Happy Endings

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‘Till Death Do Us Part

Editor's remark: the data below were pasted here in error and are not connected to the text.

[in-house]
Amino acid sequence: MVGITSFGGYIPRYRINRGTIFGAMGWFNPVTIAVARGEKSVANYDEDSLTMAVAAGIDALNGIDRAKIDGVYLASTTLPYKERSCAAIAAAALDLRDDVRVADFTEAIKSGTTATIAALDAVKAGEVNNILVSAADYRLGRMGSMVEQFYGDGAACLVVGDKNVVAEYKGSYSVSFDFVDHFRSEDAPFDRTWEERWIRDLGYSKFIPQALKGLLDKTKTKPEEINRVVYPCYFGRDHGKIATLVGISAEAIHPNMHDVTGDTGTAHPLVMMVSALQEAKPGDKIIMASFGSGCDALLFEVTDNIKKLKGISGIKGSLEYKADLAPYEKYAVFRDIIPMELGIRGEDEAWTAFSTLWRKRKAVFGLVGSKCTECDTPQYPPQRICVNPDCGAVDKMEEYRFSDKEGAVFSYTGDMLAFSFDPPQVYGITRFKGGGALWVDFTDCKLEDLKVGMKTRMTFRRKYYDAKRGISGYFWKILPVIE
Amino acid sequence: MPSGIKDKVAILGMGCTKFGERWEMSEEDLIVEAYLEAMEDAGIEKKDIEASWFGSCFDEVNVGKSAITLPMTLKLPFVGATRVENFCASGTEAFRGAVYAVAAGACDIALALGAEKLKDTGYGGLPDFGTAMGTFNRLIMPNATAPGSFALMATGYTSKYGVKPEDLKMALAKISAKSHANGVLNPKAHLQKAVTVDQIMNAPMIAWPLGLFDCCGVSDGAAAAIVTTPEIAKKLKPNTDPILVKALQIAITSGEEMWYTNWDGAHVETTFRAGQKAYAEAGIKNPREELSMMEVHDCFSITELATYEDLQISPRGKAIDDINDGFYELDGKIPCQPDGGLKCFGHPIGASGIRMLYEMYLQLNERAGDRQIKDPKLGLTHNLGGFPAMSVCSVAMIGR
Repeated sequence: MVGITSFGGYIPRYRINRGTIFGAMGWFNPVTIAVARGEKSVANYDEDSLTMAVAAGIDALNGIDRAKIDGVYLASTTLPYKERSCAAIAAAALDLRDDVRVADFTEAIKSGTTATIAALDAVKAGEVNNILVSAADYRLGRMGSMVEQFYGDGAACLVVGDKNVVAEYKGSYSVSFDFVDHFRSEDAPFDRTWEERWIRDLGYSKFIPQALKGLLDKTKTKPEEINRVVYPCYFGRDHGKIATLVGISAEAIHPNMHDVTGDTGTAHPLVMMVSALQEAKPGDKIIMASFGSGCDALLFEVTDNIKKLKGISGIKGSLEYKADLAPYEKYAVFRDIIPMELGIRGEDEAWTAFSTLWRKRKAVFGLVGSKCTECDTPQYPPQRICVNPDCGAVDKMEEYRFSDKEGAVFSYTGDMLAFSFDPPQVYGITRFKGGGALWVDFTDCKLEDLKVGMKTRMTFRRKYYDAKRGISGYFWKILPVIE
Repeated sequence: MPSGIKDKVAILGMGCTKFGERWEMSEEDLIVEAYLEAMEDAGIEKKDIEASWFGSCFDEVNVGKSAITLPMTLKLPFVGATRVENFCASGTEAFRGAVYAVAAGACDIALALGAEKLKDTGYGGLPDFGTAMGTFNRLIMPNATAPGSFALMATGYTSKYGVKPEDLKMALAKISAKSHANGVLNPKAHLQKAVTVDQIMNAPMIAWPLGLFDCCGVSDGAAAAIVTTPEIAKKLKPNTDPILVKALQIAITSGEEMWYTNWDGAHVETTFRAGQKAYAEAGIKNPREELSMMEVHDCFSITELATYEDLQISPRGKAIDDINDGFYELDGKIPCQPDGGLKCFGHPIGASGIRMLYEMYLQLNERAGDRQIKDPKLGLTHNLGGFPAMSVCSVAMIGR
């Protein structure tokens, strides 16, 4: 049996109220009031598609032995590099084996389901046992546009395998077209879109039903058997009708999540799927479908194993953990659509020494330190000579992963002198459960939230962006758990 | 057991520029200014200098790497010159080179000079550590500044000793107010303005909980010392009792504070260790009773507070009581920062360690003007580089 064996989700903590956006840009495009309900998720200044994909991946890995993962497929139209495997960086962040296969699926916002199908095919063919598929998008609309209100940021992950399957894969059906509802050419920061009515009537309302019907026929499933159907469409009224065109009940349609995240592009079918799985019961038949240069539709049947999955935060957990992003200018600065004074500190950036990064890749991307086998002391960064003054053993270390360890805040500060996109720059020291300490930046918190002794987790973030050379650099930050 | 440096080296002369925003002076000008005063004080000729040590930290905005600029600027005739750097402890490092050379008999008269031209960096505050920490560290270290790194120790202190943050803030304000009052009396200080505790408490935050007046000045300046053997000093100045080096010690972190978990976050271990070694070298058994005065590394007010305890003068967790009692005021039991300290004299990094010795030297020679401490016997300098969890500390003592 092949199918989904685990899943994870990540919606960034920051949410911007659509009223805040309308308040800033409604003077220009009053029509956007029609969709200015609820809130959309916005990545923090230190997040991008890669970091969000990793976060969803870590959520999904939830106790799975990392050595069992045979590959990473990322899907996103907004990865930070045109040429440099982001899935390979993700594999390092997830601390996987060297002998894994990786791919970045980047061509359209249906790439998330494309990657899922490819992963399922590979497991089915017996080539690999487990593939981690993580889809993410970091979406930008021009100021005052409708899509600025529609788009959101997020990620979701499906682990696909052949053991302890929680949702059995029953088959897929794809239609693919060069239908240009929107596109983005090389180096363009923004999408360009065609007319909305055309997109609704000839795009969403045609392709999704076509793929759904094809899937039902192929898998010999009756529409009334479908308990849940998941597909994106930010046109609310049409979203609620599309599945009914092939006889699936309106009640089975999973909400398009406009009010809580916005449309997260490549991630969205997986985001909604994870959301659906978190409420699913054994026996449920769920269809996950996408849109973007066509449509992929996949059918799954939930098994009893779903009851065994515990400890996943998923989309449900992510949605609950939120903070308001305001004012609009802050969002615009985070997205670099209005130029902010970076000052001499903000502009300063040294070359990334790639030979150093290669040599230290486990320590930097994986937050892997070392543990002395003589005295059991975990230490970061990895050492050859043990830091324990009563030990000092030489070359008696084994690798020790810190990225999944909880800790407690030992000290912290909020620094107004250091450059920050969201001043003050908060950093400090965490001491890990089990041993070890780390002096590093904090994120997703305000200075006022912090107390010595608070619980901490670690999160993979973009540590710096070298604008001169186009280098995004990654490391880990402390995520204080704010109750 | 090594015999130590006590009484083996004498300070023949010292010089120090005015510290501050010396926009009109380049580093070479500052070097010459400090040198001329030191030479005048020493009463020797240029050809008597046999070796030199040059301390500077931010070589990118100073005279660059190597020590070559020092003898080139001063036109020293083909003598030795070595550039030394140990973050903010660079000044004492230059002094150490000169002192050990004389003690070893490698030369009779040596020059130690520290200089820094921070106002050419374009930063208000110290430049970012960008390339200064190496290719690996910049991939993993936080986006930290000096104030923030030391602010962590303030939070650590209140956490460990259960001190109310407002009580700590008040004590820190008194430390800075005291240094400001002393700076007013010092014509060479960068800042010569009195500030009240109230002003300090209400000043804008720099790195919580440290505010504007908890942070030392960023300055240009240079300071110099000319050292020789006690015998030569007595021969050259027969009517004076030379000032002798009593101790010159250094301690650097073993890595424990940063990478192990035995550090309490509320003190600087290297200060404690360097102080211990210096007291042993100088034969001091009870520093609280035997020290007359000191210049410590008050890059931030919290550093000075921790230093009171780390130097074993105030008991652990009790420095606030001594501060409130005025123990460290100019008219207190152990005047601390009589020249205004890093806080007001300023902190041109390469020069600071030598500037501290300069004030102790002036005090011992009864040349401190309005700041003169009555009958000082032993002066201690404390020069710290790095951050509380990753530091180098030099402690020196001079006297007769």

It is a classic story tale fantasy that we all grew up believing in—boy meets girl, they fall in love, and the rest is history. Margaret Atwood's "Happy Endings" quickly shatters that fantasy and turns it into a reality that cannot be ignored. Atwood tells several tales of different types of relationships; the beautiful, the good, the bad, and the downright ugly. Atwood hits on the nail when she says, "So much for endings. Beginnings are always more fun". In "Happy Endings", the reader can basically create the story they like, although the ending will always remain the same. The story is about John and Mary, and a few unwelcome characters—who are envisioned as the perfect romance. Throughout the different types of relationships that we see between the different scenarios between John and Mary are the true hardships of reality. In "A", we read about John and Mary, who fall in love and live happily ever after—the fantasy that we all wish was a reality, but just does not seem to be. As children and adolescents, we viewed love as Atwood described "A" as the perfect love. It as if Atwood is telling the story as we develop and learn about relationships and love, and the first stage of love is pure oblivion to the reality of it all. The second kind of relationship that Atwood describes in "B" is John using Mary for his own ‘selfish pleasure and ego gratification'. This is describing the relationship I would like to call ‘wanting what you can't have'. Although Mary is quite aware that John does desire her romantically, she cares what he thinks and spoils him with her lust, affection, and attention, hoping that one day John would realize how great of a woman he has in his reach and is letting go. Sadly, Mary's fantasy is crushed when she finds out John is secretly, I am assuming, falling in love with a woman named Madge, who he takes to a restaurant, which hurts Mary because John had never done that for her. Mary's spirit is...
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